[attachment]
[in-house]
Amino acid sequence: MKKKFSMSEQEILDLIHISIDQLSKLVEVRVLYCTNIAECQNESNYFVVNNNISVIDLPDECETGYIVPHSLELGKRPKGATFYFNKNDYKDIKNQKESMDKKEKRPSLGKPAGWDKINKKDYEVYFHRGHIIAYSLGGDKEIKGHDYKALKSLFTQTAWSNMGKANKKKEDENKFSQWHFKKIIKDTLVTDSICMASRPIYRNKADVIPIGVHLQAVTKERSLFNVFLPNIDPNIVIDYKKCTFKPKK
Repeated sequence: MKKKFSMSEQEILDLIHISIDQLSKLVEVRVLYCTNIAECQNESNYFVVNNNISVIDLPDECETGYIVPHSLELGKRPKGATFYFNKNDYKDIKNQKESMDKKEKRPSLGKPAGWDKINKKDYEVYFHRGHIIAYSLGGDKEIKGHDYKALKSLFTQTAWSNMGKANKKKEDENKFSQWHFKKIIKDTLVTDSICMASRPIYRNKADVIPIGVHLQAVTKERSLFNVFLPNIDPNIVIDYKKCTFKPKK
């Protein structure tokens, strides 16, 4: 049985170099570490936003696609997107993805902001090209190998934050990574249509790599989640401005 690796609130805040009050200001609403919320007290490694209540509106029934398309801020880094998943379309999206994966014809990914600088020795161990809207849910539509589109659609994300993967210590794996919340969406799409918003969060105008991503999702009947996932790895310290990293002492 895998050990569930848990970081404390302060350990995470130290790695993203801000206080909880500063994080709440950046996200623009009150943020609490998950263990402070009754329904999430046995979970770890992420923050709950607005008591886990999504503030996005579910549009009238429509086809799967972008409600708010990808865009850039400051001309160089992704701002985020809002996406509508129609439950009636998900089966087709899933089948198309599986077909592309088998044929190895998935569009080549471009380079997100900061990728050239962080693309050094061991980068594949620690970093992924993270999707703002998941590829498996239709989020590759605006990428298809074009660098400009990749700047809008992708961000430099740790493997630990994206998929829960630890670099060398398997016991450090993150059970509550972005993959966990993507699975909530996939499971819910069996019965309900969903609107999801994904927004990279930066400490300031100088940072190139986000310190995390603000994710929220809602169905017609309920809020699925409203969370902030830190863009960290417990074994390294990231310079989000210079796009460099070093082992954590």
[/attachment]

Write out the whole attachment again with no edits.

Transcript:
[in-house]
Amino acid sequence: MKKKFSMSEQEILDLIHISIDQLSKLVEVRVLYCTNIAECQNESNYFVVNNNISVIDLPDECETGYIVPHSLELGKRPKGATFYFNKNDYKDIKNQKESMDKKEKRPSLGKPAGWDKINKKDYEVYFHRGHIIAYSLGGDKEIKGHDYKALKSLFTQTAWSNMGKANKKKEDENKFSQWHFKKIIKDTLVTDSICMASRPIYRNKADVIPIGVHLQAVTKERSLFNVFLPNIDPNIVIDYKKCTFKPKK
Repeated sequence: MKKKFSMSEQEILDLIHISIDQLSKLVEVRVLYCTNIAECQNESNYFVVNNNISVIDLPDECETGYIVPHSLELGKRPKGATFYFNKNDYKDIKNQKESMDKKEKRPSLGKPAGWDKINKKDYEVYFHRGHIIAYSLGGDKEIKGHDYKALKSLFTQTAWSNMGKANKKKEDENKFSQWHFKKIIKDTLVTDSICMASRPIYRNKADVIPIGVHLQAVTKERSLFNVFLPNIDPNIVIDYKKCTFKPKK
């Protein structure tokens, strides 16, 4: 049985170099570490936003696609997107993805902001090209190998934050990574249509790599989640401005 690796609130805040009050200001609403919320007290490694209540509106029934398309801020880094998943379309999206994966014809990914600088020795161990809207849910539509589109659609994300993967210590794996919340969406799409918003969060105008991503999702009947996932790895310290990293002492 895998050990569930848990970081404390302060350990995470130290790695993203801000206080909880500063994080709440950046996200623009009150943020609490998950263990402070009754329904999430046995979970770890992420923050709950607005008591886990999504503030996005579910549009009238429509086809799967972008409600708010990808865009850039400051001309160089992704701002985020809002996406509508129609439950009636998900089966087709899933089948198309599986077909592309088998044929190895998935569009080549471009380079997100900061990728050239962080693309050094061991980068594949620690970093992924993270999707703002998941590829498996239709989020590759605006990428298809074009660098400009990749700047809008992708961000430099740790493997630990994206998929829960630890670099060398398997016991450090993150059970509550972005993959966990993507699975909530996939499971819910069996019965309900969903609107999801994904927004990279930066400490300031100088940072190139986000310190995390603000994710929220809602169905017609309920809020699925409203969370902030830190863009960290417990074994390294990231310079989000210079796009460099070093082992954590």